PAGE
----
Tuesday, August 31, 2010

Real food vs. baby-led weaning?

We are just over a month away from that magical six-month mark when many people introduce solid food. We may wait a little longer, due to all the trouble we've had with food sensitivity, but either way it won't be long before he gets his first bite.

I'm kind of stuck, though. There are two schools of baby-feeding which both really appeal to me.

First is the real food way, as explained by Nourishing Traditions. I've seen similar suggestions online, from a "primal food" blog, for instance. These people suggest that grains, however popular, aren't the best food for a baby whose GI tract is still developing. Babies don't really digest grains very well, and they tend to cause constipation. Rice cereal, oatmeal, cream of wheat, etc. aren't the best thing to start a baby off on. Instead, they recommend egg yolk and pureed meats first -- these animal foods are more digestible, more similar to breast milk, and more nutritious. They are also high in iron -- which is important, as breastmilk is low in iron and a baby's iron stores only last six or eight months.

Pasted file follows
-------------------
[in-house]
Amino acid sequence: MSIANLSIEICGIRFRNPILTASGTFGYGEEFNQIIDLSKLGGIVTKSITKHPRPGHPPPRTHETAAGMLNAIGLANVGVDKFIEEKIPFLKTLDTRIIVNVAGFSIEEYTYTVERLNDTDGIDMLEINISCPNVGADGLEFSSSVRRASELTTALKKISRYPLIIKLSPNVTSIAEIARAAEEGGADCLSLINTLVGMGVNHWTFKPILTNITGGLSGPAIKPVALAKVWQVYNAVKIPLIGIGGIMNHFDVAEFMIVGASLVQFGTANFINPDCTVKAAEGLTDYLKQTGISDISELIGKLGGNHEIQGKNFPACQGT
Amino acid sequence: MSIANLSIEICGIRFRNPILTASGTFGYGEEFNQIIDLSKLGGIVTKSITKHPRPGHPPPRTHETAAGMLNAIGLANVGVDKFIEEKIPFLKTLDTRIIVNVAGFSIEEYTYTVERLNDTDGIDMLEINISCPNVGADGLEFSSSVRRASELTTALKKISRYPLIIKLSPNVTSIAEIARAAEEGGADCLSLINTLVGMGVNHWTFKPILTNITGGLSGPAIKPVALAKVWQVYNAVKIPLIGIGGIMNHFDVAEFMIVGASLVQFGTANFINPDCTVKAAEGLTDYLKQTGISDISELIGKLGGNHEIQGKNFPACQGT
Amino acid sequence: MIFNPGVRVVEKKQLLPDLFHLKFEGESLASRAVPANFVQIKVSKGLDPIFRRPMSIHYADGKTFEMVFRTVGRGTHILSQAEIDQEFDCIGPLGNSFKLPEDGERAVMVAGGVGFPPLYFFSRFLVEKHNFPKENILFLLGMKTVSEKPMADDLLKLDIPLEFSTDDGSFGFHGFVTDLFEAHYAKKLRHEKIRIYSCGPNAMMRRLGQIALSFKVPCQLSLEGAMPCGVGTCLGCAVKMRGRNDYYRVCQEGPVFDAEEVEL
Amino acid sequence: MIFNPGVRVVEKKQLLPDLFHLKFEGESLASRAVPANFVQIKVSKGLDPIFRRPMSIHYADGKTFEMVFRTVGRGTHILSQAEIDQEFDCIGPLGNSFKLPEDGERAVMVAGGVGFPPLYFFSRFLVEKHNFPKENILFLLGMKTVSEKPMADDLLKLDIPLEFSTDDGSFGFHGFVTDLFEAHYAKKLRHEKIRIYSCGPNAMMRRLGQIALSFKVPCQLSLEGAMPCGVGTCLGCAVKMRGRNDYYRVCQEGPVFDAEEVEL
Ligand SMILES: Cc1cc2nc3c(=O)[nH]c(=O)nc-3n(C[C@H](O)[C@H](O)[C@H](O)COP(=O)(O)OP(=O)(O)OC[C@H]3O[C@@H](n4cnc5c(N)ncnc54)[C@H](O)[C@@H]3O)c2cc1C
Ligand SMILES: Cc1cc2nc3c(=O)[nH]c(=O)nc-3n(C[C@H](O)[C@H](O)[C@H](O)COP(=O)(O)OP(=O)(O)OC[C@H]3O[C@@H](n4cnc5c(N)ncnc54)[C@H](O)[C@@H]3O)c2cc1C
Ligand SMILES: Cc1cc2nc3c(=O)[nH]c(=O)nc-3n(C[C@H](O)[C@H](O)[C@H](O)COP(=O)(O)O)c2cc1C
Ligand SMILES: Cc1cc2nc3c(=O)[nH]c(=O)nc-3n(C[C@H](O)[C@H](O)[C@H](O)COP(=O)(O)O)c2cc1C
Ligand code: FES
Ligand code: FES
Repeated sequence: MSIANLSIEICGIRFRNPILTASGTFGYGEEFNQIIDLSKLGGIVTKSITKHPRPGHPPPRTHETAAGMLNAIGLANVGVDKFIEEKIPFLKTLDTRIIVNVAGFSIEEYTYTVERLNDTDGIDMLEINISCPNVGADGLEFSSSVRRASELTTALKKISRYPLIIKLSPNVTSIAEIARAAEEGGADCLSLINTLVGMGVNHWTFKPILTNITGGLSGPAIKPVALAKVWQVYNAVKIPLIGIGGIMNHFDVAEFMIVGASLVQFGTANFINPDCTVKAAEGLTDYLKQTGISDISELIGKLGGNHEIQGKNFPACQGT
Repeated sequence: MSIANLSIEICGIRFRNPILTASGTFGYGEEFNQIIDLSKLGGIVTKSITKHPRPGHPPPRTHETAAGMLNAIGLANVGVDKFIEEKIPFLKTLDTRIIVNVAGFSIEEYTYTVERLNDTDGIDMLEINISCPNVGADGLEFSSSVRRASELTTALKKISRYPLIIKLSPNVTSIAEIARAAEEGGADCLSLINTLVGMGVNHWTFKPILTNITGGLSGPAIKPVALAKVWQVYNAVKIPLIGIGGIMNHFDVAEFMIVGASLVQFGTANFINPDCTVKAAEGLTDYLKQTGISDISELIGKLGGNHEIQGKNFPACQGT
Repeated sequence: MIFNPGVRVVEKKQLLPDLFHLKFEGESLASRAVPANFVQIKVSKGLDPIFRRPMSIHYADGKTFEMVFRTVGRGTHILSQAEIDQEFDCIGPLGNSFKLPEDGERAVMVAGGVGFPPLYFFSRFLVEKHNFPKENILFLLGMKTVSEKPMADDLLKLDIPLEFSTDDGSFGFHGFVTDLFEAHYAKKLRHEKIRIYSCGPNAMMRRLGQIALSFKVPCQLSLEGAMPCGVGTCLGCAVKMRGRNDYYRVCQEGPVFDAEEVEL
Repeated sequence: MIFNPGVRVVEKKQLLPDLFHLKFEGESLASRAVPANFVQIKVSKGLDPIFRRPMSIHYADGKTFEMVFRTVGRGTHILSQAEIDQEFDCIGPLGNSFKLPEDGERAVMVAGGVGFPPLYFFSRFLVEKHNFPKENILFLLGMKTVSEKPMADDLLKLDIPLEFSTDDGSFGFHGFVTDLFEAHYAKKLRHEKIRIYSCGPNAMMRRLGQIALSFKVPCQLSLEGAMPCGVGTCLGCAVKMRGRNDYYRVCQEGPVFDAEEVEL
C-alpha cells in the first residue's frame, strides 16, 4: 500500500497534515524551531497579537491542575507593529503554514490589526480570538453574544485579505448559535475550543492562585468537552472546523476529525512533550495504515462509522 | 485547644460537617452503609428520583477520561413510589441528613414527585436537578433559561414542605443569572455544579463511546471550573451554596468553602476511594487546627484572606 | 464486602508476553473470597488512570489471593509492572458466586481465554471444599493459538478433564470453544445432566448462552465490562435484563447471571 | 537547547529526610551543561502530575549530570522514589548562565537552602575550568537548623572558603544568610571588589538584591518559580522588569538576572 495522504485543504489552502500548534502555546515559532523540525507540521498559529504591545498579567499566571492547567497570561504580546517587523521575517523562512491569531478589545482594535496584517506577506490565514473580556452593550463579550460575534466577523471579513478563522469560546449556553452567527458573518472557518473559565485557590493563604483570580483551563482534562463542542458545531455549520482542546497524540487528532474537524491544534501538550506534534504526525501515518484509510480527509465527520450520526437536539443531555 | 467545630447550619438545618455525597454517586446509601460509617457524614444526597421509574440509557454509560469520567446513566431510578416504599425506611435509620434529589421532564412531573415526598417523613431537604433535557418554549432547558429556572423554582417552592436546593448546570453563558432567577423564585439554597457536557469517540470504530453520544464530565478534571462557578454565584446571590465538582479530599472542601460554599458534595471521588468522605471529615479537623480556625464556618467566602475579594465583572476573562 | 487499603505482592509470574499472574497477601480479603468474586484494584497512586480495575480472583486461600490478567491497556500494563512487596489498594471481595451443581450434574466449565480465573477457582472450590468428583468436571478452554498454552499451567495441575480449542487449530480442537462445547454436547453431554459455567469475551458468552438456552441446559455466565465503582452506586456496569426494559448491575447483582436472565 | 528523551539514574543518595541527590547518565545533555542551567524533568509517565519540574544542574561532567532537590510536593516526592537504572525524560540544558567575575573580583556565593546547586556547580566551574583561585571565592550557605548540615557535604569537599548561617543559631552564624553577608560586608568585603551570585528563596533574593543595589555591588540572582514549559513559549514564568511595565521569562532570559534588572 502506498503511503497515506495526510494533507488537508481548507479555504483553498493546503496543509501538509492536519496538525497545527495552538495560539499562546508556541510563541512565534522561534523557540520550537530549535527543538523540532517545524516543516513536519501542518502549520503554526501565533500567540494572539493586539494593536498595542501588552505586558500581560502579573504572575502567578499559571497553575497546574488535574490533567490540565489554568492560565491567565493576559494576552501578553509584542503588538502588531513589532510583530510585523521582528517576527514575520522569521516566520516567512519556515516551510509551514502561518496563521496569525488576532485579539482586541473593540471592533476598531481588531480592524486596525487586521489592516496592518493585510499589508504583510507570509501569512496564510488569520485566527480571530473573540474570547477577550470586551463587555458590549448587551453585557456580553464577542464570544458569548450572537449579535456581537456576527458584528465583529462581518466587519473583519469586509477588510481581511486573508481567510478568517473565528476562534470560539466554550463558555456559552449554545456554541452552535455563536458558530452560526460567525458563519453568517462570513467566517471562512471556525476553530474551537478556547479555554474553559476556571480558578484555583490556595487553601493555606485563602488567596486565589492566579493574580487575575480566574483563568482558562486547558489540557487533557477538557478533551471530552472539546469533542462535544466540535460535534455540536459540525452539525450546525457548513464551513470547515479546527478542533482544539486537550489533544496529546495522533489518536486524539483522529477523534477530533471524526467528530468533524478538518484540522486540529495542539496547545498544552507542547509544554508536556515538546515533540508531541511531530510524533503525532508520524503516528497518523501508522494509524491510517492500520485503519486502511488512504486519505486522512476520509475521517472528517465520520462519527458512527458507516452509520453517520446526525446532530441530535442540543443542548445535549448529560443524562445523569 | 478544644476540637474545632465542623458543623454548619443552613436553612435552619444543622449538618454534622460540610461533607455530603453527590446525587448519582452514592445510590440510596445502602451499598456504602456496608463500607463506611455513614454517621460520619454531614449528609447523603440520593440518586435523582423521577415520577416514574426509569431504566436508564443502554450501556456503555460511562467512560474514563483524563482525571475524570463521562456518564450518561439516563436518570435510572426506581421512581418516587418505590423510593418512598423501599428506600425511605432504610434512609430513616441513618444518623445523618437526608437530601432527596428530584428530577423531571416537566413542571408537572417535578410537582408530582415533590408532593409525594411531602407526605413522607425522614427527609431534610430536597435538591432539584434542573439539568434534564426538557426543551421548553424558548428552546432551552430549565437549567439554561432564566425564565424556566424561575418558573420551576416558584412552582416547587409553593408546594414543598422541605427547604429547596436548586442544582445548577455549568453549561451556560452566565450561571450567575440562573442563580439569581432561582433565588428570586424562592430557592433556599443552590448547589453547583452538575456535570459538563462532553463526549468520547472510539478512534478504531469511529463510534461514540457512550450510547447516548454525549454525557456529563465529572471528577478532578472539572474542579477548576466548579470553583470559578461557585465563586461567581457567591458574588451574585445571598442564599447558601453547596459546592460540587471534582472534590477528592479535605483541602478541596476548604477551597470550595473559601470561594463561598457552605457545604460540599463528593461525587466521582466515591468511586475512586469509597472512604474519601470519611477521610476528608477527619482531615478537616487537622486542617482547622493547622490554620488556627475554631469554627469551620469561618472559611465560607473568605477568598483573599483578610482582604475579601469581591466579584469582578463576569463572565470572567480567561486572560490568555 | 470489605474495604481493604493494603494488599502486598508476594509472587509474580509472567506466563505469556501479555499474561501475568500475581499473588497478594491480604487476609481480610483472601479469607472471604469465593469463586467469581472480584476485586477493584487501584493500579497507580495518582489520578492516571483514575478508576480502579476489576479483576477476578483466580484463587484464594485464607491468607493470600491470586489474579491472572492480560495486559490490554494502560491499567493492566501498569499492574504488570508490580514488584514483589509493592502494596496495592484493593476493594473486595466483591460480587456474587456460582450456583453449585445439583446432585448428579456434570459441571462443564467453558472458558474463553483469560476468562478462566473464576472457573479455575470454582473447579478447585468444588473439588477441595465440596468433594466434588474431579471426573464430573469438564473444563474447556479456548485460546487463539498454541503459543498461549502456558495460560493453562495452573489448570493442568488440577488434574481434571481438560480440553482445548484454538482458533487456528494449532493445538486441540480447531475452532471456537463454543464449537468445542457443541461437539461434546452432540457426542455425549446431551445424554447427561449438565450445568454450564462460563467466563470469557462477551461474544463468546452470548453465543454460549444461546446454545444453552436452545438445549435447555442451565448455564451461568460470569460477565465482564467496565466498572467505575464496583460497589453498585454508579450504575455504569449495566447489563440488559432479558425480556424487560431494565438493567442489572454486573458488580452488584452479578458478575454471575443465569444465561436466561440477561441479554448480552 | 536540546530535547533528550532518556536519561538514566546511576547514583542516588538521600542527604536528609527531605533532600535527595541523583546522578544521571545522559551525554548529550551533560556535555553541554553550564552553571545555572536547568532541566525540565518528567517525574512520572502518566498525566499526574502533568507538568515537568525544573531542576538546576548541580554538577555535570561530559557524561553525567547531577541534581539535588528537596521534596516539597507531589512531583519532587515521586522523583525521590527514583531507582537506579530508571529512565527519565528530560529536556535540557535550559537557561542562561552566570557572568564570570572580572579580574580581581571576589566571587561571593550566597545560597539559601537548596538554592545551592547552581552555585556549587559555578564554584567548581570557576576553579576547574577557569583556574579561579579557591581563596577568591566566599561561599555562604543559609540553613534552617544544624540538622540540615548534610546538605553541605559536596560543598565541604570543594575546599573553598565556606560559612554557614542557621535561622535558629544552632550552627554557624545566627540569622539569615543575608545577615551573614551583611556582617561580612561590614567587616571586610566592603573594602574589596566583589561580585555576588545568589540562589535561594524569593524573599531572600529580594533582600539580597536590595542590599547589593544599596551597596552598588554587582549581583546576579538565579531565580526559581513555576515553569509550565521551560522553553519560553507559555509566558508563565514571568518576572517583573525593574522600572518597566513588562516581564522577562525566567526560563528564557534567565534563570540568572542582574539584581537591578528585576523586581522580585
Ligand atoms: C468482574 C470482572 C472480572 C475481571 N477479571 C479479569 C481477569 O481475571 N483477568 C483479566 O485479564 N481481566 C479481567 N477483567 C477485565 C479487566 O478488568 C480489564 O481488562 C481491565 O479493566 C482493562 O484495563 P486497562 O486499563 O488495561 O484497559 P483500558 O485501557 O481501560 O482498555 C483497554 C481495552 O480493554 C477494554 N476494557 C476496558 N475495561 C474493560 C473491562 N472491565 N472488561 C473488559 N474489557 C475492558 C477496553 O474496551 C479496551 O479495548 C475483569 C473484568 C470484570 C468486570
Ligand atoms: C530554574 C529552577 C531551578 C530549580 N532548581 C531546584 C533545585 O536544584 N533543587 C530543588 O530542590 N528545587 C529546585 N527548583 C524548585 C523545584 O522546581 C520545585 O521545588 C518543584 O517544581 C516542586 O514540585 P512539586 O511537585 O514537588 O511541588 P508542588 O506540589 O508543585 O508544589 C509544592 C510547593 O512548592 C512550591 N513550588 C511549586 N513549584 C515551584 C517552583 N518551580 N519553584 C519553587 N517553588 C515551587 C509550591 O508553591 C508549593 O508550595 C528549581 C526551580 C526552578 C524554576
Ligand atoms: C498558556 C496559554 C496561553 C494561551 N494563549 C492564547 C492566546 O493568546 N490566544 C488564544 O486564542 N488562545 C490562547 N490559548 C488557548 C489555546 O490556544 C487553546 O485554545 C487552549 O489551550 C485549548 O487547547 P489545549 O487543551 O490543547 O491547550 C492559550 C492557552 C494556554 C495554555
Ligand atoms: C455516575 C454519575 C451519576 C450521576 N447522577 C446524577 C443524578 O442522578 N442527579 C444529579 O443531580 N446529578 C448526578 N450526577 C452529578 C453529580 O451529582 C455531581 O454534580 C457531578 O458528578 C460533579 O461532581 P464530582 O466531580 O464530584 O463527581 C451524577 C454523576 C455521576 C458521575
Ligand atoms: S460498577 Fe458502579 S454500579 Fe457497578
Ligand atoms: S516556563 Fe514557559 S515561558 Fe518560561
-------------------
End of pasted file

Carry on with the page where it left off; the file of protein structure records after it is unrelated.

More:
Second is the baby-led weaning way. This method teaches that babies should feed themselves from the very beginning: no purees at all! You wait until the baby is reaching for food on his own, and then you give him things he is able to pick up and eat. Cheerios and soft vegetables are popular. I remember my little brother would chomp on a great big carrot, scraping off tiny flecks of it with his two teeth. Choking isn't a big danger (though of course you should always supervise a beginning eater) because babies will push food out of their mouths with their tongues at the age when their gag reflex is undeveloped. The pincer grasp appears around the time the tongue-extrusion reflex disappears and the gag reflex develops -- so when the baby is able to feed himself, it is safe to let him have food. Feeding purees with a spoon can force a baby to take food into his mouth before he's ready, and so choking is more likely.